By Jason Keidel
Here we are, a fortnight until fight night.
And the palpable pomp is only building. There are so many physical and metaphysical factors that go into a big boxing match. And the hyperbole is hardly lacking leading up to the most lucrative match in boxing history, between Floyd Mayweather, Jr. and Manny Pacquiao on May 2.
But what is odd is where most of the noise is originating, and where it isn’t.
The odd modesty from Team Mayweather is deafening. From Leonard Ellerbe to Floyd’s father to Floyd himself, the most bejeweled and loquacious boxing camp on earth is cruising the high road to the MGM Grand.
Which makes the machismo from Pacquiao’s camp all the more jarring. Pacquiao has sniped from the safe distance of his camp in California, doing his best to expose all of Floyd’s personal flaws, while Floyd has talked in diplomatic tones about excitement and boilerplate mantras about his hard work. Everyone on the Money Team is muted, which has flipped the pre-fight hype upside down.
And the man with the most caustic tongue has been Freddie Roach, Pacquiao’s trainer, mentor, and mouthpiece for the last month.
Roach has never been shy or contrite about himself or his fighters. But Roach seems to take a special delight in this fight, and this opponent. Roach has freestyled on a wide palate of topics, and told me personally that Pacquiao, for the first time in his career, dislikes his opponent. So this is personal on several levels.
Roach sees May 2 as more than a bout but also a ballot box on class and ethics. Beating Mayweather would do more than consolidate the pound-for-pound crown; it would also be a cosmic nod to nobility.
One of the perks of covering this fight for CBS is all the pre-fight quips emailed to us from each team’s PR people. And while we’re accustomed to Mayweather ducking into his conga line of luxury cars, clapping stacks of cash, and trotting around his mansion with all manner of exotic women, it’s been Roach who’s bogarted the bold ink.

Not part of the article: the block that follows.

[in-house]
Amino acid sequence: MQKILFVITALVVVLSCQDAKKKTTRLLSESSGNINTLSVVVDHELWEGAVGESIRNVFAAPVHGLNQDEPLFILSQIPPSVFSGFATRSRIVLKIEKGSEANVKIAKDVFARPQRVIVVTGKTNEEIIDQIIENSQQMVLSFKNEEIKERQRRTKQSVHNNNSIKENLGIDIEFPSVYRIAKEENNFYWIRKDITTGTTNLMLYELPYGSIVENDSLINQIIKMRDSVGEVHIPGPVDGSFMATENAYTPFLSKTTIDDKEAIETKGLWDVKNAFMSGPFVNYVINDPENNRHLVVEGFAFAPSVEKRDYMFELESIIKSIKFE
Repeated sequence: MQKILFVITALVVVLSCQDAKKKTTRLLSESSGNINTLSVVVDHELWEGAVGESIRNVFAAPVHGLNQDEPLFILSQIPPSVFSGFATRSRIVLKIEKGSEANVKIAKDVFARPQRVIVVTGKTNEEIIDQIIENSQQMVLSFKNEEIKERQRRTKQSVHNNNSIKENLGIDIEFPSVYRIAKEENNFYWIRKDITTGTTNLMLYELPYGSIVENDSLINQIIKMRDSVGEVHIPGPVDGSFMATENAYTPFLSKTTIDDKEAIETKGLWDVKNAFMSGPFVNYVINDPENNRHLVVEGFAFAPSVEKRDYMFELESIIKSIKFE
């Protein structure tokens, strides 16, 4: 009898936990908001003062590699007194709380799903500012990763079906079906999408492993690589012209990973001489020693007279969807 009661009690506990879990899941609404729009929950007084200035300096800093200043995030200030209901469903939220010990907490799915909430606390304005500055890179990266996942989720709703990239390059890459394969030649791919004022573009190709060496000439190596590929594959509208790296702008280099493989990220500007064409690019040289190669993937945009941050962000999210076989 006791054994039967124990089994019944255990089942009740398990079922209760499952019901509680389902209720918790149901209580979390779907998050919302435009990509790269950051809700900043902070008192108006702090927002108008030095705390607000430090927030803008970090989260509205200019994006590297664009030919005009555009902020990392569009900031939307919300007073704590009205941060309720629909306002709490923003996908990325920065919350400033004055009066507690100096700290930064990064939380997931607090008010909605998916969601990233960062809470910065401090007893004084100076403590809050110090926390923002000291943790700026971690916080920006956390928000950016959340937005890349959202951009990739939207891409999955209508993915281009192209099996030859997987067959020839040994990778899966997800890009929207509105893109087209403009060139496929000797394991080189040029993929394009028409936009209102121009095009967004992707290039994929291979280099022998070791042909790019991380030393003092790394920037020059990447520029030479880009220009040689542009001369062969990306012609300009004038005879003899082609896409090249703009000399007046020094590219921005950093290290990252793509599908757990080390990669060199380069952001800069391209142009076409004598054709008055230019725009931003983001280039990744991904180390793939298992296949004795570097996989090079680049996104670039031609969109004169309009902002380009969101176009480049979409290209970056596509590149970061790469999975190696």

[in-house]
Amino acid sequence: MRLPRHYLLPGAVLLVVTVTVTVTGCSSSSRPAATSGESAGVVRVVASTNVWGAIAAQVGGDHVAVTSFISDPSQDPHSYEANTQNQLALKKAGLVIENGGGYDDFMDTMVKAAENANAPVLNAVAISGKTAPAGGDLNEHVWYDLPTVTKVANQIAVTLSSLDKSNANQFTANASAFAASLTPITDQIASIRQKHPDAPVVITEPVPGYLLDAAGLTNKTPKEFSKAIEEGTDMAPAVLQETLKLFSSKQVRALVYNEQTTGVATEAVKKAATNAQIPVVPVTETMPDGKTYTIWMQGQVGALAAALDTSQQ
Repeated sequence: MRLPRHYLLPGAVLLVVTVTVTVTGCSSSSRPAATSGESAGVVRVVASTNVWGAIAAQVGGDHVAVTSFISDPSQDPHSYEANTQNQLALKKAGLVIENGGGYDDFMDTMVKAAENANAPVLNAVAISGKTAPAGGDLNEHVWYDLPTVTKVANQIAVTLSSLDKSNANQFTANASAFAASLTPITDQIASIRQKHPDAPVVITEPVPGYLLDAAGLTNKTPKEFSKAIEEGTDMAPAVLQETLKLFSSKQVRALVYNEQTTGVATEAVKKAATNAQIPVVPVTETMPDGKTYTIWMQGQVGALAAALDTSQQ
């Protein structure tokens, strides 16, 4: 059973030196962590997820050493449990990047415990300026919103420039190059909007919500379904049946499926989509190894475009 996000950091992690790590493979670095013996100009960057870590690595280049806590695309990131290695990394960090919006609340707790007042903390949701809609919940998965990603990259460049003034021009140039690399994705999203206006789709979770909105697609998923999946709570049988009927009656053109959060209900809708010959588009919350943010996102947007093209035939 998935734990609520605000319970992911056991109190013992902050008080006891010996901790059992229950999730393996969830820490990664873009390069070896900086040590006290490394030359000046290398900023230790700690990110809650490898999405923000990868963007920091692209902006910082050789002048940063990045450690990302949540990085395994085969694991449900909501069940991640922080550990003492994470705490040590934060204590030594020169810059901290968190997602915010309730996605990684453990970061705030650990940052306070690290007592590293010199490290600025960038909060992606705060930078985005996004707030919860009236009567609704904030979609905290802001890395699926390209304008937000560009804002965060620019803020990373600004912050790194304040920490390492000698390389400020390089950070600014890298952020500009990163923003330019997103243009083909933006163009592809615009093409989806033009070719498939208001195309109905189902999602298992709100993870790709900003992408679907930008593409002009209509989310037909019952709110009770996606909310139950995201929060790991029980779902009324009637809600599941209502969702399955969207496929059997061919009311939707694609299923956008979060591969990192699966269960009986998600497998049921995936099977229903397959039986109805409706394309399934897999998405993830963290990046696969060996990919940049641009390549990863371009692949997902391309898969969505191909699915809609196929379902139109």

Roach has called Mayweather “Flipper” for posting a video of himself while swimming. Roach has also branded Maywather “Mr. 47-1,” while assuring us the media and masses that Rocky Marciano’s iconic, 49-0 record will remain intact.
Camp Pac Man has chided Mayweather for his notorious tardiness, making the press wait 90 minutes to witness a public workout this week. Pacquiao was on time, on point, and quick to point that out to us.
For all his warts, Mayweather is no fool. He knows that a public, pyrotechnic battle with Roach is a losing one. Roach has long suffered from physical maladies, often struggling to calm his trembling hands, his speech not as fluent or audible as he would surely like.
Mayweather would come across as a bully while trading barbs with the Hall-of-Fame trainer. Mayweather may not mind wearing the black hat in the name of commerce, but there’s nothing to be gained by taking pot shots at Pacquiao’s long-suffering consigliere.
You get the sense that this means more to Roach than anyone. If anyone understands the economy of energy, it’s Roach, who has spent the last 15 years tweaking and retooling Pacquiao’s myriad modalities.
The beauty of boxing is not just the artistic barbarism, the singular, athletic aesthetic of two men literally fighting for their lives and livelihoods. It’s the fact that the words must be backed by deeds. No team or teammate can cloak a fighter’s flaws once the bell rings.
Being shirtless, in trunks and shoes, is more than a physical display. It’s a metaphor, the final destination of all the road work, the crucible of combat, where you’re either empowered or exposed, based entirely on your preparation.
Freddie Roach has fought just as many battles outside the ring, if not more. Let’s see if his star pupil has one more great performance left, cementing two legacies in one night, in one fight.
Jason writes a weekly column for CBS Local Sports. He is a native New Yorker, sans the elitist sensibilities, and believes there’s a world west of the Hudson River. A Yankees devotee and Steelers groupie, he has been scouring the forest of fertile NYC sports sections since the 1970s. He has written over 500 columns for WFAN/CBS NY, and also worked as a freelance writer for Sports Illustrated and Newsday subsidiary amNew York. He made his bones as a boxing writer, occasionally covering fights in Las Vegas, Atlantic City, but mostly inside Madison Square Garden.